Since independence, the government's population policy was pedestaled on the need to curb population growth, and the program was treated as a model whereby development goals were attained through a self-sufficient MCH based family planning program. Nongovernmental organizations have played a vital role behind the success in the population subdivision as they provided specific policy recommendations on the basis of their research-based intervention programs related to child and maternal health. In 1953, with the initiative of professionals and social workers, an organization called Family Planning Association of Bangladesh (FPAB) was founded. The voluntary activities of FPAB received government recognition in 1958, and the first national FP program began in 1960 when the government established the Directorate of Family Planning. As a result of these efforts, the country has experienced an amazing demographic transition over the last 3 decades with a population growth speed of only 1.48% between the 1991 and 2001 censuses. It is also notable that the Health and Population Sector Programme consists of a series of interventions to be undertaken between 1998 and 2003, which are expected to decrease maternal mortality and morbidity.,,
Improvement, research, and development of maternal and child health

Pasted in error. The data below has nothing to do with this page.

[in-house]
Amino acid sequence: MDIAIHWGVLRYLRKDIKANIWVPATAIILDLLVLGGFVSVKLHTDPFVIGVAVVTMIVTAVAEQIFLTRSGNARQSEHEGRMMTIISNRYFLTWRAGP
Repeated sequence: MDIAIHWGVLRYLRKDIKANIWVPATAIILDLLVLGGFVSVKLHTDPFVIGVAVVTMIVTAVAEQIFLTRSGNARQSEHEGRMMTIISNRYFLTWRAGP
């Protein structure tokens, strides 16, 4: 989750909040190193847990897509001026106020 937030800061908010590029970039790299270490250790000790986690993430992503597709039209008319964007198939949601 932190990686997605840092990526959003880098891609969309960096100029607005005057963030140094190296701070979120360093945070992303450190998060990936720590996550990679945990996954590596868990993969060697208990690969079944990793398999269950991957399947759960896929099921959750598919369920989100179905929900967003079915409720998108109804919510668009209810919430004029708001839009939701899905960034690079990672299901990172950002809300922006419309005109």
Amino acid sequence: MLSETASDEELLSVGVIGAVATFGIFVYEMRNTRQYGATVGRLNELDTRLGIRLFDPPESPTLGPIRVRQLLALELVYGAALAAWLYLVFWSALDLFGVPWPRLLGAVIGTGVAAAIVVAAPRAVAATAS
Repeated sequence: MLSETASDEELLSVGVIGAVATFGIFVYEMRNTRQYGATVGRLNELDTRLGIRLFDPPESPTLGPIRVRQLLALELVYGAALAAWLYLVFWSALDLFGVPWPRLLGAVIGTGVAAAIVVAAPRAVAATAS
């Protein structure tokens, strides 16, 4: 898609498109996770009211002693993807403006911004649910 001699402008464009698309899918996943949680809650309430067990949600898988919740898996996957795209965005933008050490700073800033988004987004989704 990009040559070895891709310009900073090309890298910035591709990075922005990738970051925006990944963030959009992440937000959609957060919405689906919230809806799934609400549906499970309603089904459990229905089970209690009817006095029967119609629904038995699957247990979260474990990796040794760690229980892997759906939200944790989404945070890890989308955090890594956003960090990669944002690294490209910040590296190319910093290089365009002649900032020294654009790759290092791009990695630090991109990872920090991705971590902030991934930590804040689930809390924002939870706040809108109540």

In Bangladesh, many institutions are involved in MCH improvement, research, and development. Apart from those agencies within the Ministry of Health and Family Welfare, there are many government and nongovernment organisations, which are involved in maternal health research and development and these organisations comprise the National Institute of Population Research and Training, the Bangladesh Institute for Promotion of Essential and Reproductive Health Technologies, Association for Prevention of Septic Abortion, and the International Centre for Diarrhoeal Disease Research, Bangladesh. It is to be noted that most of these carry out their activities with financial assistance from donors. International and bilateral organisations including the World Health Organization, United Nations Population Fund formerly the United Nations Fund for Population Activities, UNICEF, UNDP, United Nations High Commissioner for Refugees, World Bank, Asian Development Bank, and Department for International Development (DFID) are also playing a vital role providing policy guidelines, completion support in addition to infrastructure development for improvement of the health sector.,